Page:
CAOBISCO welcomes Cocoa Barometer study noting industry action required on sustainability
The newly released Cocoa Barometer report on the state of the cocoa industry has been welcomed by CAOBISCO, the association of chocolate industries of Europe, regarding actions needed by the sector and civil organisations to deliver on key sustainability goals, reports Neill Barston.
As Antonie C. Fountain, managing director of the Voice Network, and co-author of the study explained to Confectionery Production on its release, it was ‘time for systemic change’ within the industry, with enforceable human rights legislation, increased farmer payments and scaled-up community initiatives with due diligence monitoring being at the heart of required measures.
Among the key areas highlighted in the study is the fact that West Africa including Ghana (featured in main image, with a guide demonstrating cocoa resources in Kakum National Park), and Ivory Coast, as well as Cameroon and Nigeria account for two thirds of the industry, and have seen cocoa production more than double from 1.37 million tonnes to 3.47 million tonnes over the past 30 years, yet those working within the sector remain largely below the UN-defined poverty line.
Following the release of the report several weeks ago, the Voice Network added further concerns regarding the situation of covid-19 that had further impacted on the sector. It also noted there were further issues of supply transparency that had emerged in the wake of companies including Hershey, Olam and Mars come under the spotlight for their sourcing choices – which they have responded to in stating their commitment to sustainability policies including the Living Income Differential farmer payment scheme.
Reflecting on the Barometer study, which is conducted every two years, CAOBISCO noted that the European Union has made renewed progress with a EU multi -stakeholder platform on sustainable cocoa, which it hoped would address these major issues raised by the Barometer over the next two years.
Furthermore, the organisation stressed that its members remain committed to ensuring that their products are manufactured responsibly and to the highest standards, minimising environmental impact and respecting the human rights of those in their value chains. It is a shared responsibility for all supply chain actors, to collectively achieve a sustainable cocoa supply chain and address systemic environmental and human rights issues.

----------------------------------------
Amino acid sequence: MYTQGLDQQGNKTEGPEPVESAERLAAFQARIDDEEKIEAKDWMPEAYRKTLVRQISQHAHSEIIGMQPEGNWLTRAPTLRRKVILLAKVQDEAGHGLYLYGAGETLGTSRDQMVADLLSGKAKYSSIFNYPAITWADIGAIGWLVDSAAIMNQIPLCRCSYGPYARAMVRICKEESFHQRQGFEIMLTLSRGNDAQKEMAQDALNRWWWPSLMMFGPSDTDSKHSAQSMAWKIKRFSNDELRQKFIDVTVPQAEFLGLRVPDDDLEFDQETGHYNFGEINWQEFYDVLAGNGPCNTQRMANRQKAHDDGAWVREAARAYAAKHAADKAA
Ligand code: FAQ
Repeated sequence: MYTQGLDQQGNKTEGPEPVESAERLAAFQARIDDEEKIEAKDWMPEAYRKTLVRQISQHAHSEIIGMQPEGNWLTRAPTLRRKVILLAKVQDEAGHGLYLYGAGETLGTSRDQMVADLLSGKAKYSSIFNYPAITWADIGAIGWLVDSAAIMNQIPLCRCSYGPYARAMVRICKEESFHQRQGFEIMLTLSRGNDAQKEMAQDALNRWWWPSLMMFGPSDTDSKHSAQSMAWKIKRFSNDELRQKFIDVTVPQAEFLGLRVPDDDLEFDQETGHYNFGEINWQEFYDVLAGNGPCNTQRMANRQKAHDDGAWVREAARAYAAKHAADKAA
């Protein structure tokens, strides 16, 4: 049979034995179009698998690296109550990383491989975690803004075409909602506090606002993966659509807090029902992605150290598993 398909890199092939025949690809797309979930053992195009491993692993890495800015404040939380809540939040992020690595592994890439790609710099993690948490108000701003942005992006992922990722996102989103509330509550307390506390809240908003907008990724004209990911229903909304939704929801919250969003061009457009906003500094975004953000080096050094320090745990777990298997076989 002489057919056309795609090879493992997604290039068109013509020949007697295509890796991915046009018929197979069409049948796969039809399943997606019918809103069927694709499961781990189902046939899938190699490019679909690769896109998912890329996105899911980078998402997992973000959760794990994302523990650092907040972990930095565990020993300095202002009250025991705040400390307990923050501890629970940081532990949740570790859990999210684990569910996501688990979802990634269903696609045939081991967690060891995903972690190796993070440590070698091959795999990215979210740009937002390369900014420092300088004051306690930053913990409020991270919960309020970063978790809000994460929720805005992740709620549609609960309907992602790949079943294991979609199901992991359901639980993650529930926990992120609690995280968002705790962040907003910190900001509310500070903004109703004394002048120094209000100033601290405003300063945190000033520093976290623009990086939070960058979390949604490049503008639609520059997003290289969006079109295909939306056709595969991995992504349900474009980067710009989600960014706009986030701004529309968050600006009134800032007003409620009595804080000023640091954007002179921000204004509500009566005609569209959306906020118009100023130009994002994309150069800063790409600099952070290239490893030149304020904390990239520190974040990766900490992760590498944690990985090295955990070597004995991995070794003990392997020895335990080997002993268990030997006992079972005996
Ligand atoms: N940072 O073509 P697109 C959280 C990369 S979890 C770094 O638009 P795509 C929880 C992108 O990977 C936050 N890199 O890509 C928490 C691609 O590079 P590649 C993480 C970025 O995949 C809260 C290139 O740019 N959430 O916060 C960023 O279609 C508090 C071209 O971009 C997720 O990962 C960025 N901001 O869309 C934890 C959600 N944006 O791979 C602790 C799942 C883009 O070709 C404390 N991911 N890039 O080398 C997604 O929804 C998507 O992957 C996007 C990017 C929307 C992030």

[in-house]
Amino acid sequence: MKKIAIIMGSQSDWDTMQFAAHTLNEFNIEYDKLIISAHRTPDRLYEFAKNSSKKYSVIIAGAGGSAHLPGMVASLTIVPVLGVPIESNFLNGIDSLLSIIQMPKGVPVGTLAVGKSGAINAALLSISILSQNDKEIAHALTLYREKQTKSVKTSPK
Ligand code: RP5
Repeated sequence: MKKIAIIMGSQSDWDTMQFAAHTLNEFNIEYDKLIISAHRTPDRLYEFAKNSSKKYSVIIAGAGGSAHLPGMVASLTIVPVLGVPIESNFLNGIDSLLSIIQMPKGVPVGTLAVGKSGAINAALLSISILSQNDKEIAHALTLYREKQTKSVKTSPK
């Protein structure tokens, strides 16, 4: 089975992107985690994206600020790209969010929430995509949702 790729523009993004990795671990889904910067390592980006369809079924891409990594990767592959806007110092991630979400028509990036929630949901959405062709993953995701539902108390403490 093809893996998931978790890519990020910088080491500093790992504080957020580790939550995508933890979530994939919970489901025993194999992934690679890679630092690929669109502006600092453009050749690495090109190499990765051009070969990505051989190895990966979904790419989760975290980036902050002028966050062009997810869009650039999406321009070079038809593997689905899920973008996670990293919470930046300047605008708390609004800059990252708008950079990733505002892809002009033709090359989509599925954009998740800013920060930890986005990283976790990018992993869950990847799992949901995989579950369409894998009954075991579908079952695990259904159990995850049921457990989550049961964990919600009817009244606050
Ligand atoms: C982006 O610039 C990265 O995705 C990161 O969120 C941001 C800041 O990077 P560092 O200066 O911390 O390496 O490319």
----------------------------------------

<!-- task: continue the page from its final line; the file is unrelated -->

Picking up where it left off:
This was raised at the recent World Cocoa Foundation partnership meeting, and CAOBISCO believed an EU legislative framework for mandatory due diligence would need to be linked to partnership agreements between the EU and cocoa producing countries ensuring capacity building at producing country level, accountability, good governance practices. This in turn, it believed, would lead to further professionalisation of farmers and investments in infrastructure and technology.
As previously reported, the issue of enhanced legislative programmes has been identified by a number of industry observers, including the Voice Network, with many noting that unless sustainability schemes are fully enshrined in internationally recognised law, few if any penalties exist for activity or behaviour that does not meet agreed standards.
In addition, CAOBISCO stated that the building block of sustainability revolves around creating a living income for farming communities, with the chocolate industry working closely with governments, farmers, and other partners to transform farms into modern businesses that enable farmers to earn sufficient income to achieve a decent standard of living.
Crucially, the European sector has supported the new Living Income Differential (LID) that Côte d’Ivoire and Ghana introduced in July 2019 as part of a strategy to raise farmer income, which has instituted a premium of $400 per tonne upon manufacturers to boost worker income levels . Companies have independently and voluntarily incorporated the LID into their individual procurement plans for the 2020/21 crop season.
Moreover, CAOBISCO added that the LID and company sustainability programmes must be seen as complementary, with the long-term sustainability of the sector depending on farmers receiving fair remuneration for their crop and vice versa: a long-term increase in farmer remuneration must come from responsible cocoa production, with due attention to child labour, deforestation, and stable long-term supply-side management.